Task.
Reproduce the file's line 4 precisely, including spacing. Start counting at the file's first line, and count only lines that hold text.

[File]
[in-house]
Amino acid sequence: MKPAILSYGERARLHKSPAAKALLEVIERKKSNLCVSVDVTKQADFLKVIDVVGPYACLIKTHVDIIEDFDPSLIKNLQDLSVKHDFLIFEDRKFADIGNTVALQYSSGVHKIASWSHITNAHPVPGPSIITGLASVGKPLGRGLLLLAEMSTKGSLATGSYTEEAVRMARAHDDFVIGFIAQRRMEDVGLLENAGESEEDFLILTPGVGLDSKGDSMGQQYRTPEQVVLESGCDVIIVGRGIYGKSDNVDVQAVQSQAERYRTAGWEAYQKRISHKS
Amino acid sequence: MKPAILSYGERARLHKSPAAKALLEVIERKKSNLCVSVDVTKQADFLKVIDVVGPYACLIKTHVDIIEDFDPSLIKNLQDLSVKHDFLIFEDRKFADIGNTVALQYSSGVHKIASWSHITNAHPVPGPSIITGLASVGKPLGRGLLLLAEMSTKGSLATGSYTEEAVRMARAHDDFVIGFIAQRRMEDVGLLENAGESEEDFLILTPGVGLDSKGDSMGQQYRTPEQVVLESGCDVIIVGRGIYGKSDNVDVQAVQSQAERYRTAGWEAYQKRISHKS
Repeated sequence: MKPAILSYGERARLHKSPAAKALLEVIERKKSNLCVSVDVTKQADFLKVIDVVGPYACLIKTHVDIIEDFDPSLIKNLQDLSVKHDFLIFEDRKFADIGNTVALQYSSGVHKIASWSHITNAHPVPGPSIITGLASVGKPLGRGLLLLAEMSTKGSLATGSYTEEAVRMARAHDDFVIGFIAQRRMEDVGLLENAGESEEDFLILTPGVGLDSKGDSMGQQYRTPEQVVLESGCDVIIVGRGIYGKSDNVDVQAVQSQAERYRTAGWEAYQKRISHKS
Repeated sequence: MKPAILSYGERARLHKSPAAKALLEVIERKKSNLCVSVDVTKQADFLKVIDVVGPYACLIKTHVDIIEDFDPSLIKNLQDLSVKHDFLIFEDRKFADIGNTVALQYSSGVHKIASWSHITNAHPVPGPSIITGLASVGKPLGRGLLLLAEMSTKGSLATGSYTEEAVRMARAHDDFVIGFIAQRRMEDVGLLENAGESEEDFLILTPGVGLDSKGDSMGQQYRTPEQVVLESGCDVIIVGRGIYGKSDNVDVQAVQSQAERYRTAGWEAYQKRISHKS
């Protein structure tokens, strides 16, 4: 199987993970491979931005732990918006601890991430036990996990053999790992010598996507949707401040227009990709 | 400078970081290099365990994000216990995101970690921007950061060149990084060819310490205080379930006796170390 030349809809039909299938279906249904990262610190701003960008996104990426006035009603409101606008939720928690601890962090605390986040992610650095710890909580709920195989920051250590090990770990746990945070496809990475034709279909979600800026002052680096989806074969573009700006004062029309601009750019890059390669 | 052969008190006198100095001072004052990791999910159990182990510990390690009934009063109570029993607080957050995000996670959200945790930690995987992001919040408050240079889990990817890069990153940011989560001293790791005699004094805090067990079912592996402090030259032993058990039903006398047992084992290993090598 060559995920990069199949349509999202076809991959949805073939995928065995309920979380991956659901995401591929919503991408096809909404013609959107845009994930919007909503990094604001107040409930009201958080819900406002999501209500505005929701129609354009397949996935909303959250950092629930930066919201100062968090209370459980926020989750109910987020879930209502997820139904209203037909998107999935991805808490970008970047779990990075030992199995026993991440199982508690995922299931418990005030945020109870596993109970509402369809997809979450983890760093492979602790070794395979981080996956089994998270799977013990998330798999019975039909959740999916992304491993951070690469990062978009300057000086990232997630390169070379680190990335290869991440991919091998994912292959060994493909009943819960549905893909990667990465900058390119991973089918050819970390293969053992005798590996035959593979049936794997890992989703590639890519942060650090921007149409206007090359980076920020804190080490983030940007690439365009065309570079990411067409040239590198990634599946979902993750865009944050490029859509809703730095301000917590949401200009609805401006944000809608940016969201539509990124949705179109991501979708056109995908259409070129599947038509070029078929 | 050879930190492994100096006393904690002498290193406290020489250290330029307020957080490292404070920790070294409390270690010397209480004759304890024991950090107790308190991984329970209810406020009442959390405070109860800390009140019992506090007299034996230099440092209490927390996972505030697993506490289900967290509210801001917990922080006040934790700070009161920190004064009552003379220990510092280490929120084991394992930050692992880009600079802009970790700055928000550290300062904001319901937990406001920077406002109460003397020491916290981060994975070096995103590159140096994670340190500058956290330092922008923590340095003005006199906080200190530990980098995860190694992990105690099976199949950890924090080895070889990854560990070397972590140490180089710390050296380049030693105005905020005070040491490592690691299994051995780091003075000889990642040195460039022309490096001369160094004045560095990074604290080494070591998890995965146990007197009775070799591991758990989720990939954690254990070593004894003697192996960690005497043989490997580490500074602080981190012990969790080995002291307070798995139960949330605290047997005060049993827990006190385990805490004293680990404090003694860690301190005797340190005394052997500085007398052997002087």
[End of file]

Repeated sequence: MKPAILSYGERARLHKSPAAKALLEVIERKKSNLCVSVDVTKQADFLKVIDVVGPYACLIKTHVDIIEDFDPSLIKNLQDLSVKHDFLIFEDRKFADIGNTVALQYSSGVHKIASWSHITNAHPVPGPSIITGLASVGKPLGRGLLLLAEMSTKGSLATGSYTEEAVRMARAHDDFVIGFIAQRRMEDVGLLENAGESEEDFLILTPGVGLDSKGDSMGQQYRTPEQVVLESGCDVIIVGRGIYGKSDNVDVQAVQSQAERYRTAGWEAYQKRISHKS